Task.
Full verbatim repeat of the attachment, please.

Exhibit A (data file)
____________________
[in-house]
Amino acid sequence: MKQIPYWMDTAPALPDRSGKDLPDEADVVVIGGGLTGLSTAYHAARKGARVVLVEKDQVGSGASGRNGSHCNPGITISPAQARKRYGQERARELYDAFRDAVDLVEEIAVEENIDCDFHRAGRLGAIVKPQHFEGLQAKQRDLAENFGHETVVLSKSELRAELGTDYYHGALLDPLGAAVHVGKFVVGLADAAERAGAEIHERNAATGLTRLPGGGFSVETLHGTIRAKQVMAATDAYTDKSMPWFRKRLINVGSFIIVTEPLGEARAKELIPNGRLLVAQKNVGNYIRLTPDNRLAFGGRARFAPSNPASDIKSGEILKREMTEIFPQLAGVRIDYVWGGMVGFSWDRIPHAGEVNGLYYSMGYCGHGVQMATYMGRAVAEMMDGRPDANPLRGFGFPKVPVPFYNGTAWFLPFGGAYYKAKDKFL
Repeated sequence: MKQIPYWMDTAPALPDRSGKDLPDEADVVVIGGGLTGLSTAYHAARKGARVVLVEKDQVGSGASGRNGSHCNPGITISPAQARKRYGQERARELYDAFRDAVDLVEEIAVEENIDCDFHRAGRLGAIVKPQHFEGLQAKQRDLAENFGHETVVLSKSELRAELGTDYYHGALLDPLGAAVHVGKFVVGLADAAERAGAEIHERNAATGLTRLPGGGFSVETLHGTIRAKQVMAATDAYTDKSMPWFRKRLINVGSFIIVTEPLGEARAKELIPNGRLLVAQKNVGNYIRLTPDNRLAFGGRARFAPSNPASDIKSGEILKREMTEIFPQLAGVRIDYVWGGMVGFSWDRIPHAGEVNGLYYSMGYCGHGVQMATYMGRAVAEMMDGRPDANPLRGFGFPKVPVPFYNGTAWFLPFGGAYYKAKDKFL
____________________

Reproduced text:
[in-house]
Amino acid sequence: MKQIPYWMDTAPALPDRSGKDLPDEADVVVIGGGLTGLSTAYHAARKGARVVLVEKDQVGSGASGRNGSHCNPGITISPAQARKRYGQERARELYDAFRDAVDLVEEIAVEENIDCDFHRAGRLGAIVKPQHFEGLQAKQRDLAENFGHETVVLSKSELRAELGTDYYHGALLDPLGAAVHVGKFVVGLADAAERAGAEIHERNAATGLTRLPGGGFSVETLHGTIRAKQVMAATDAYTDKSMPWFRKRLINVGSFIIVTEPLGEARAKELIPNGRLLVAQKNVGNYIRLTPDNRLAFGGRARFAPSNPASDIKSGEILKREMTEIFPQLAGVRIDYVWGGMVGFSWDRIPHAGEVNGLYYSMGYCGHGVQMATYMGRAVAEMMDGRPDANPLRGFGFPKVPVPFYNGTAWFLPFGGAYYKAKDKFL
Repeated sequence: MKQIPYWMDTAPALPDRSGKDLPDEADVVVIGGGLTGLSTAYHAARKGARVVLVEKDQVGSGASGRNGSHCNPGITISPAQARKRYGQERARELYDAFRDAVDLVEEIAVEENIDCDFHRAGRLGAIVKPQHFEGLQAKQRDLAENFGHETVVLSKSELRAELGTDYYHGALLDPLGAAVHVGKFVVGLADAAERAGAEIHERNAATGLTRLPGGGFSVETLHGTIRAKQVMAATDAYTDKSMPWFRKRLINVGSFIIVTEPLGEARAKELIPNGRLLVAQKNVGNYIRLTPDNRLAFGGRARFAPSNPASDIKSGEILKREMTEIFPQLAGVRIDYVWGGMVGFSWDRIPHAGEVNGLYYSMGYCGHGVQMATYMGRAVAEMMDGRPDANPLRGFGFPKVPVPFYNGTAWFLPFGGAYYKAKDKFL